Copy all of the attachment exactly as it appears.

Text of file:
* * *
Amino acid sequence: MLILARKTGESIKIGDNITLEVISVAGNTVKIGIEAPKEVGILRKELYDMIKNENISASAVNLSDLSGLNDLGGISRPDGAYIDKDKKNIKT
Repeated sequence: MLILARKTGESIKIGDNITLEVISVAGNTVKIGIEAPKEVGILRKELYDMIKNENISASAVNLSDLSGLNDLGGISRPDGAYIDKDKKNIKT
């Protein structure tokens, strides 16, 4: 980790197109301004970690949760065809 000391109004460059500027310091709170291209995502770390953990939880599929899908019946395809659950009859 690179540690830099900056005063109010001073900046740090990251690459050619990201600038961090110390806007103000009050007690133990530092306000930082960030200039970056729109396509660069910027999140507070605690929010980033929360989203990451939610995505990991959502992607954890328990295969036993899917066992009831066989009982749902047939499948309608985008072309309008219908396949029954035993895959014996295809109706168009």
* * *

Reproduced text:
Amino acid sequence: MLILARKTGESIKIGDNITLEVISVAGNTVKIGIEAPKEVGILRKELYDMIKNENISASAVNLSDLSGLNDLGGISRPDGAYIDKDKKNIKT
Repeated sequence: MLILARKTGESIKIGDNITLEVISVAGNTVKIGIEAPKEVGILRKELYDMIKNENISASAVNLSDLSGLNDLGGISRPDGAYIDKDKKNIKT
């Protein structure tokens, strides 16, 4: 980790197109301004970690949760065809 000391109004460059500027310091709170291209995502770390953990939880599929899908019946395809659950009859 690179540690830099900056005063109010001073900046740090990251690459050619990201600038961090110390806007103000009050007690133990530092306000930082960030200039970056729109396509660069910027999140507070605690929010980033929360989203990451939610995505990991959502992607954890328990295969036993899917066992009831066989009982749902047939499948309608985008072309309008219908396949029954035993895959014996295809109706168009």